Data are mean ± SEM (n=number of biopsies). Multiple data sets were analysed by ANOVA with Dunnett post-hoc tests to compare against data from normal bladders. A Spearman rank-order correlation coefficient, r, was calculated to assess association between variables. Force-frequency or concentration-response curves were fitted to: T=(Tmax.x^m)/(x^m+k^m); Tmax is the maximum response at high stimulation frequency (f) or agonist concentration (S); x is the different values of f or S; k is the value of x (frequency or carbachol concentration) required to achieve Tmax/2; m is a constant (^ represents raised to the power of m). Curve-fitting used an iterative program (KaleidaGraph) to estimate Tmax and k values. k-values for carbachol are equivalent to EC50 values and are expressed as pEC50 (=-logEC50).
Maximum contractions (Tmax) to EFS (figure 1A) or carbachol stimulation (figure 1B) were reduced in preparations from all congenital anomalies, except for cloacal anomaly, when compared to data from functionally normal bladders. The frequency-dependence of EFS contractions was similar in all preparations, as assessed by similar values of k. The concentration-dependence to carbachol was also similar in all preparations, as assessed by pEC50 values, except for samples from neuropathic bladders where carbachol was more potent (pEC50 values greater; figure 1C). Contractile responses to 10 µM ABMA showed a similar profile to those with carbachol, i.e. smaller in preparations from all congenital anomaly patients, except for those with cloacal anomaly. Atropine-resistant EFS contractions, at 16 Hz stimulation, were recorded in samples from all cohorts and the percentages of the contraction in the absence of atropine were all similar (figure 1D). The smooth muscle:connective tissue (SM:CT) ratios were greatest in detrusor from normal bladder function (2.29±0.37) and cloacal anomaly (2.12±0.40) cohorts, reduced to statistically similar values in the PUV (0.86±0.17), neuropathic (1.20±0.20) and secondary exstrophy (0.56±0.07) cohorts and to even smaller values for the neonatal exstrophy (0.18±0.04) cohort. A plot of EFS Tmax values as a function of SM:CT ratio (fig 2) showed a high degree of positive association between the SM:CT ratio and contraction magnitude (r=0.95, p<0.05, n=7), or a coefficient of determination (r^2) of 88%.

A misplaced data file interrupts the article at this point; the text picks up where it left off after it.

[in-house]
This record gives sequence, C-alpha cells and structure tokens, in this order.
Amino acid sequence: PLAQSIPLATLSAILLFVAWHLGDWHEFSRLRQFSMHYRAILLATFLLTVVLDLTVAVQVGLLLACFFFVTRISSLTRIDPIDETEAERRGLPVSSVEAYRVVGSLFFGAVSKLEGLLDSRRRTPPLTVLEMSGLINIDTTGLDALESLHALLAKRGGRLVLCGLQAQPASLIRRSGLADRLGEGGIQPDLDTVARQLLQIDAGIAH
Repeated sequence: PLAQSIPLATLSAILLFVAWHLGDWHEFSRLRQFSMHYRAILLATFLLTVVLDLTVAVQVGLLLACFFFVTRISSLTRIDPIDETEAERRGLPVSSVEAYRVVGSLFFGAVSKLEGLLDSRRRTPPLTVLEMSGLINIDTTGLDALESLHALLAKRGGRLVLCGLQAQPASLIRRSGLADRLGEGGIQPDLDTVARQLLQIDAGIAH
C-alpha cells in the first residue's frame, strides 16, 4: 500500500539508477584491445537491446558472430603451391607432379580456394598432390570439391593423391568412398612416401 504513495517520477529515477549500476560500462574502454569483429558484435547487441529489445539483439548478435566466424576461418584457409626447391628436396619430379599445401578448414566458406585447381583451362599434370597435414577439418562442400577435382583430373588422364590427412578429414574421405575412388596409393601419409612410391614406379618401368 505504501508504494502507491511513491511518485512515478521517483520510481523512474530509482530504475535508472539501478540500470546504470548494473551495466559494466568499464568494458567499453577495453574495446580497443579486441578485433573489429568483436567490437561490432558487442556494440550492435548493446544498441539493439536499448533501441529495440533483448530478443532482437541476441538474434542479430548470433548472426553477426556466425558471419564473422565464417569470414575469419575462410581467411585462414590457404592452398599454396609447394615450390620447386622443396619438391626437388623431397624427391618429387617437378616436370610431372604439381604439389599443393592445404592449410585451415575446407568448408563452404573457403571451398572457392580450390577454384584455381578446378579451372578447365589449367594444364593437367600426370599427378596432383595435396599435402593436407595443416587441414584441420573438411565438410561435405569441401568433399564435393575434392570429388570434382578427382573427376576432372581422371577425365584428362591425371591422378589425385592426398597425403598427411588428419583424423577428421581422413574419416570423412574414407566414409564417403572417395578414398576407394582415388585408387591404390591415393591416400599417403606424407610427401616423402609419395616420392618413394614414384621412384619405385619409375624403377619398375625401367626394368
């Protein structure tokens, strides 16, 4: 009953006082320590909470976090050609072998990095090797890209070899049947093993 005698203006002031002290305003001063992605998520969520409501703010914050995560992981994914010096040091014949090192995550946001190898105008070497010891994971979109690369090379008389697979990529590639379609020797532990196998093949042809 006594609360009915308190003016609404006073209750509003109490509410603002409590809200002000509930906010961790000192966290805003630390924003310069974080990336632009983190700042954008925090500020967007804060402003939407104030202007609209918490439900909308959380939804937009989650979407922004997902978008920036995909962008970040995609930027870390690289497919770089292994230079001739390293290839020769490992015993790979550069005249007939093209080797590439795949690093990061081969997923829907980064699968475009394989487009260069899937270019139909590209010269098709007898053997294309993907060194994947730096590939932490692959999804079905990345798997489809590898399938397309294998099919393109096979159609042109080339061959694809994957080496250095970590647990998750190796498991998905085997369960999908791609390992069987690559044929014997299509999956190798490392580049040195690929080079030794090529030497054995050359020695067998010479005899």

Interpretation of results
Reduced contractile function is a feature of detrusor smooth muscle obtained from children with a range of congenital disorders, except for cloacal anomaly. Reduced function was observed whether contractions to agonists (carbachol or ABMA) or excitation of embedded nerves was used. It is therefore unlikely that a particular pathway in contractile activation was attenuated as the normalised reduction of force was similar in all modalities. However, there was a significant association between contraction magnitude and proportion of smooth muscle in the biopsy samples. The value for the coefficient of determination between contraction magnitude and SM:CT ratio was 88%. This may be interpreted as replacement of smooth muscle with connective tissue accounts for the great majority of the loss of contractile function. Such an importance of this single factor to account for contractile dysfunction in this group of patients suggests that an understanding of why increased deposition of connective tissue occurs and how it may be avoided or reversed is of paramount importance.